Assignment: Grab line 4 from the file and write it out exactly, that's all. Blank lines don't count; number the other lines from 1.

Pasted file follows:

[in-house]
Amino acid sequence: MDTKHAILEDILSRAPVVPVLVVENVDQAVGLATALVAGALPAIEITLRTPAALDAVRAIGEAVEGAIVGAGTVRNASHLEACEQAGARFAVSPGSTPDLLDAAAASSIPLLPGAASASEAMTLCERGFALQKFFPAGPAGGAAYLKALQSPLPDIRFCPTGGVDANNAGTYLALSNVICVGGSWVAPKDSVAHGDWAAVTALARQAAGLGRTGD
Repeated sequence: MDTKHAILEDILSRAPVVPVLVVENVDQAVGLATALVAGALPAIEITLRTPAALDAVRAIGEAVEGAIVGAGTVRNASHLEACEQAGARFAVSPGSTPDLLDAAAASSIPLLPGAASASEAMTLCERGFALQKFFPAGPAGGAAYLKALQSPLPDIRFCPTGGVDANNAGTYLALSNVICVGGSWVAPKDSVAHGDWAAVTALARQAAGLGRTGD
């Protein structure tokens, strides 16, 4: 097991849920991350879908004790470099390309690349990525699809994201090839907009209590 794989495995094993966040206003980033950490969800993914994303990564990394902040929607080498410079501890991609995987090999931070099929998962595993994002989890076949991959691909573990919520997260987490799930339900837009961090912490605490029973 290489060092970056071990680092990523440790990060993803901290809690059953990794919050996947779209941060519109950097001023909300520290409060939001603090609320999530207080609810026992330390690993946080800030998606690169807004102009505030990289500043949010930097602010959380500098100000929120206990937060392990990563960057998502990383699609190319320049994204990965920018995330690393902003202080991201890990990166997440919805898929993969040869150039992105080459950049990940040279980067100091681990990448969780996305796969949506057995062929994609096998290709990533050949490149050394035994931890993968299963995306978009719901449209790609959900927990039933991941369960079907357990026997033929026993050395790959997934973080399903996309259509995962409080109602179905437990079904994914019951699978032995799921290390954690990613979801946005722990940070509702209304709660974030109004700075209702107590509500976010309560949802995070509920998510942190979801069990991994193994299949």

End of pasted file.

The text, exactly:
């Protein structure tokens, strides 16, 4: 097991849920991350879908004790470099390309690349990525699809994201090839907009209590 794989495995094993966040206003980033950490969800993914994303990564990394902040929607080498410079501890991609995987090999931070099929998962595993994002989890076949991959691909573990919520997260987490799930339900837009961090912490605490029973 290489060092970056071990680092990523440790990060993803901290809690059953990794919050996947779209941060519109950097001023909300520290409060939001603090609320999530207080609810026992330390690993946080800030998606690169807004102009505030990289500043949010930097602010959380500098100000929120206990937060392990990563960057998502990383699609190319320049994204990965920018995330690393902003202080991201890990990166997440919805898929993969040869150039992105080459950049990940040279980067100091681990990448969780996305796969949506057995062929994609096998290709990533050949490149050394035994931890993968299963995306978009719901449209790609959900927990039933991941369960079907357990026997033929026993050395790959997934973080399903996309259509995962409080109602179905437990079904994914019951699978032995799921290390954690990613979801946005722990940070509702209304709660974030109004700075209702107590509500976010309560949802995070509920998510942190979801069990991994193994299949």